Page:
[Skip to Content]
[Skip to Content Landing]
Views 5,350
Citations 0
Teachable Moment
June 24, 2019

Coagulation Testing in Patients Taking Direct Oral Anticoagulants: A Teachable Moment

Author Affiliations
  • 1Department of Internal Medicine, The University of Texas Southwestern Medical Center, Dallas
  • 2Division of Hematology Oncology, Department of Internal Medicine, The University of Texas Southwestern Medical Center, Dallas
  • 3Division of Hematology Oncology, Department of Medicine, VA North Texas Health Care System, Dallas
JAMA Intern Med. 2019;179(9):1274-1275. doi:10.1001/jamainternmed.2019.1799

A 55-year-old man with a history of atrial fibrillation, hypertension, and type 2 diabetes mellitus presented to the emergency department (ED) with abdominal pain and vomiting for 1 day after eating leftover salad. His medications included rivaroxaban, amlodipine, and metformin. Results from physical examination were unremarkable. The patient’s comprehensive metabolic panel and complete blood cell count revealed no significant abnormalities. Abdominal radiograph to rule out small bowel obstruction was within normal limits. The patient received 2 L of normal saline with resultant symptomatic improvement. The diagnosis of gastroenteritis was made with plans to discharge the patient.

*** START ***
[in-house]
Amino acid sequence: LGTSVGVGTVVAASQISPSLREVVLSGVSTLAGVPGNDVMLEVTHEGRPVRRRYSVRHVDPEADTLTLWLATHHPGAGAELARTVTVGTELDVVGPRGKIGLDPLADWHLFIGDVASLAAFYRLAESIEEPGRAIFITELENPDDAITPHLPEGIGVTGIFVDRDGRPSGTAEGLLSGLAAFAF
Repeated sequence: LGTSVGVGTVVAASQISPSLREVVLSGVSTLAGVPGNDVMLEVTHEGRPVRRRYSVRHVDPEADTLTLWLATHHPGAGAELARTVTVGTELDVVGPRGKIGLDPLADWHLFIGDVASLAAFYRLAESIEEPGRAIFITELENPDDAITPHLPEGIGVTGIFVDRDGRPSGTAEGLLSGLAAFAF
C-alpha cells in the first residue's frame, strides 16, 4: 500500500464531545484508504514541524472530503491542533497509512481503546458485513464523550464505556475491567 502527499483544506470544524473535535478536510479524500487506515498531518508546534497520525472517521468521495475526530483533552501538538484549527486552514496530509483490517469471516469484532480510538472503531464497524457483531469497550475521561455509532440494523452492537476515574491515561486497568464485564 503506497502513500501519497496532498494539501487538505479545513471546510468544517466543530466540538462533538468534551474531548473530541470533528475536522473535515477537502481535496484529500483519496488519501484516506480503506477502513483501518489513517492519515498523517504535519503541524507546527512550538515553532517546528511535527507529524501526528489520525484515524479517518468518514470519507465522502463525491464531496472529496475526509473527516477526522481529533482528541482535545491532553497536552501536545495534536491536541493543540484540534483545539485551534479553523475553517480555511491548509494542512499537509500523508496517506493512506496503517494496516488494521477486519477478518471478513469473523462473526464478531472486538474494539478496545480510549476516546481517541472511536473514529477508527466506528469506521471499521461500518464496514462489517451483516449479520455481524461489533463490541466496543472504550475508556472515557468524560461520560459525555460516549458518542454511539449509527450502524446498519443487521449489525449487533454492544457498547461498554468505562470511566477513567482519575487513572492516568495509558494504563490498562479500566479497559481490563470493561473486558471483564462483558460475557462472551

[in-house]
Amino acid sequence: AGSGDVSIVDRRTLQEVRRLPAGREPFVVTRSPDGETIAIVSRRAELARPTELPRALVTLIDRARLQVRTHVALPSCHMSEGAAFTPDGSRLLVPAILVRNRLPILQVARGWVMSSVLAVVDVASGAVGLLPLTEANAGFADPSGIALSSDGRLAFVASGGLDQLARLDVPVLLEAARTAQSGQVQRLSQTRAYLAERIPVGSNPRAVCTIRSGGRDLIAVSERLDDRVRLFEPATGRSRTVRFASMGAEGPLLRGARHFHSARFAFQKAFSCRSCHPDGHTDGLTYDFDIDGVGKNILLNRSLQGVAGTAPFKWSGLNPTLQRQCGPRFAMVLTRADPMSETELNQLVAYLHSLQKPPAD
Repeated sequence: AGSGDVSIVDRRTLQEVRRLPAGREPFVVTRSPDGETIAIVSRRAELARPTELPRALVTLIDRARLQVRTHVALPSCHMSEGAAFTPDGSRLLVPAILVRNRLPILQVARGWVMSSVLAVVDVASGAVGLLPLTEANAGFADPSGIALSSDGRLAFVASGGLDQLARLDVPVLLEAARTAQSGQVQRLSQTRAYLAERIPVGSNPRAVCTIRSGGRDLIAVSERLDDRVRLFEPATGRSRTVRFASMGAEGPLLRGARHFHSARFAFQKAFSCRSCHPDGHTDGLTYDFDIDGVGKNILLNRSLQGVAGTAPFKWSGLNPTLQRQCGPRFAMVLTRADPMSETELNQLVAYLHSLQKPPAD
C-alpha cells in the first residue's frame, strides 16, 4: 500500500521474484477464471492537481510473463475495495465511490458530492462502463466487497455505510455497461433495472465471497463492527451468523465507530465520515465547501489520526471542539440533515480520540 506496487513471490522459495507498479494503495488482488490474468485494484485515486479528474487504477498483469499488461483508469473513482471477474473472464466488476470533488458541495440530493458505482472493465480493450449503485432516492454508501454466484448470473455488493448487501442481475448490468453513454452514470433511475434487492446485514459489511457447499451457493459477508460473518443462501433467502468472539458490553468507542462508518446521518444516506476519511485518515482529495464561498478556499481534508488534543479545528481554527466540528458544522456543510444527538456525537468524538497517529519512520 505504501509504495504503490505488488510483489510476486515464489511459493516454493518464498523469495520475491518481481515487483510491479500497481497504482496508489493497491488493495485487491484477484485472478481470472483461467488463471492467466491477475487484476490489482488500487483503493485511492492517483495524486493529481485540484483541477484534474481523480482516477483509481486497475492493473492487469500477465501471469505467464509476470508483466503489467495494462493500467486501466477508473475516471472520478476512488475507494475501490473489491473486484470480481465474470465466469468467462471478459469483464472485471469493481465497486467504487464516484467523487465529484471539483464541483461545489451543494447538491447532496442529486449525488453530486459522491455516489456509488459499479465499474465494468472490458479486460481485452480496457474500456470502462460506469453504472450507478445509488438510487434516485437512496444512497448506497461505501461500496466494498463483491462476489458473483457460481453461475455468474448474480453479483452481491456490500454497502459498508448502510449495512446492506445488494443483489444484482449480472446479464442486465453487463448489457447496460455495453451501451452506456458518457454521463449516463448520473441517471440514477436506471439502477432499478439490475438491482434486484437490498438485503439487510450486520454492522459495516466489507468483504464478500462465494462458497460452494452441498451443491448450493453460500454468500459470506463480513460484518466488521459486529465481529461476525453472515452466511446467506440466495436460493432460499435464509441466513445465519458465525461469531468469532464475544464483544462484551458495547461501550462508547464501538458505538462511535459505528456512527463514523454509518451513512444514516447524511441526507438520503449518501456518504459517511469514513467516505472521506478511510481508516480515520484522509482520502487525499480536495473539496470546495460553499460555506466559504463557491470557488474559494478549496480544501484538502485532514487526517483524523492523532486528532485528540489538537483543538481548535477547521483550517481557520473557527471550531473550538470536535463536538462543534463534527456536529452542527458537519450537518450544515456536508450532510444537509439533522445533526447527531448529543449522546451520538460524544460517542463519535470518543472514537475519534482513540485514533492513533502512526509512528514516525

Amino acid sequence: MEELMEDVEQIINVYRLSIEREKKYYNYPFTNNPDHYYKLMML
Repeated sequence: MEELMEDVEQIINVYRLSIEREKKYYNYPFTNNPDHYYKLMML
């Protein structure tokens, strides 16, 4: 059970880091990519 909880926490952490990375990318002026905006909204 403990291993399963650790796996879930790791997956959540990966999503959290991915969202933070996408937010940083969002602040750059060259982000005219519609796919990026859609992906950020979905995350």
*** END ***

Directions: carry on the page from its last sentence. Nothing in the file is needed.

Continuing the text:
Limit 200 characters
Limit 25 characters
Conflicts of Interest Disclosure

Identify all potential conflicts of interest that might be relevant to your comment.

Conflicts of interest comprise financial interests, activities, and relationships within the past 3 years including but not limited to employment, affiliation, grants or funding, consultancies, honoraria or payment, speaker's bureaus, stock ownership or options, expert testimony, royalties, donation of medical equipment, or patents planned, pending, or issued.

Err on the side of full disclosure.

If you have no conflicts of interest, check "No potential conflicts of interest" in the box below. The information will be posted with your response.

Not all submitted comments are published. Please see our commenting policy for details.

Limit 140 characters
Limit 3600 characters or approximately 600 words
    2 Comments for this article
    The Abnormal INR
    PAUL FUCHS, M.D. | Solo independent Family Physician
    In this particular non elderly individual with normal renal and hepatic function and one day of vomiting, why was the INR 7.1? Even though it may be related to the rivaroxaban, the timing of his last dose, and the test characteristics, can that abnormal result simply be dismissed because the INR should never have been checked? Possibly it was fortuitous that the INR was inappropriately ordered.
    CONFLICT OF INTEREST: None Reported
    DOAC mysteries
    Joerg Wiesenfeldt, MD | Verbundkrankenhaus Bernkastel-Wittlich
    Indeed, an INR of 7.1 seems highly unusual. Should we really question our lab routines ? Or could we leave the one-size-fits-all approach to DOAC dosing and request further testing with an anti-Xa-assay, peak and through ? Perhaps switching the odd "7.1 patient" to some milder, less bleeding-prone anticoagulant ?
    Thank you very much for this very interesting observation !
    CONFLICT OF INTEREST: None Reported
    ×